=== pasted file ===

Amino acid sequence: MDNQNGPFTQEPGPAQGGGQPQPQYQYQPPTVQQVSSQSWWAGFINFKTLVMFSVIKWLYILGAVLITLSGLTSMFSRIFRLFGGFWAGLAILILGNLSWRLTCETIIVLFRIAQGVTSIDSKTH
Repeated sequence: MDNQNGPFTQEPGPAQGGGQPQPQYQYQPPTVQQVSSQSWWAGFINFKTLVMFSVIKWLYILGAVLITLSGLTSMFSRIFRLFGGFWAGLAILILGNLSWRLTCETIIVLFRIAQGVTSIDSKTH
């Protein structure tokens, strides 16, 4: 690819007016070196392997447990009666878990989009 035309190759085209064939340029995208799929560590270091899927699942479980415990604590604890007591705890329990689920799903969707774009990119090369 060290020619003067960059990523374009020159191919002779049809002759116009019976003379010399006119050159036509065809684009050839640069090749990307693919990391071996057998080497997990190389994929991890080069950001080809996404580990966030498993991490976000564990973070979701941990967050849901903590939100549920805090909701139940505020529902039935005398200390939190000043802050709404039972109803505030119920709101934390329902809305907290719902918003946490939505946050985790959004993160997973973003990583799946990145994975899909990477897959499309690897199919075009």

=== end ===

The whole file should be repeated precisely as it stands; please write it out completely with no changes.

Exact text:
Amino acid sequence: MDNQNGPFTQEPGPAQGGGQPQPQYQYQPPTVQQVSSQSWWAGFINFKTLVMFSVIKWLYILGAVLITLSGLTSMFSRIFRLFGGFWAGLAILILGNLSWRLTCETIIVLFRIAQGVTSIDSKTH
Repeated sequence: MDNQNGPFTQEPGPAQGGGQPQPQYQYQPPTVQQVSSQSWWAGFINFKTLVMFSVIKWLYILGAVLITLSGLTSMFSRIFRLFGGFWAGLAILILGNLSWRLTCETIIVLFRIAQGVTSIDSKTH
């Protein structure tokens, strides 16, 4: 690819007016070196392997447990009666878990989009 035309190759085209064939340029995208799929560590270091899927699942479980415990604590604890007591705890329990689920799903969707774009990119090369 060290020619003067960059990523374009020159191919002779049809002759116009019976003379010399006119050159036509065809684009050839640069090749990307693919990391071996057998080497997990190389994929991890080069950001080809996404580990966030498993991490976000564990973070979701941990967050849901903590939100549920805090909701139940505020529902039935005398200390939190000043802050709404039972109803505030119920709101934390329902809305907290719902918003946490939505946050985790959004993160997973973003990583799946990145994975899909990477897959499309690897199919075009």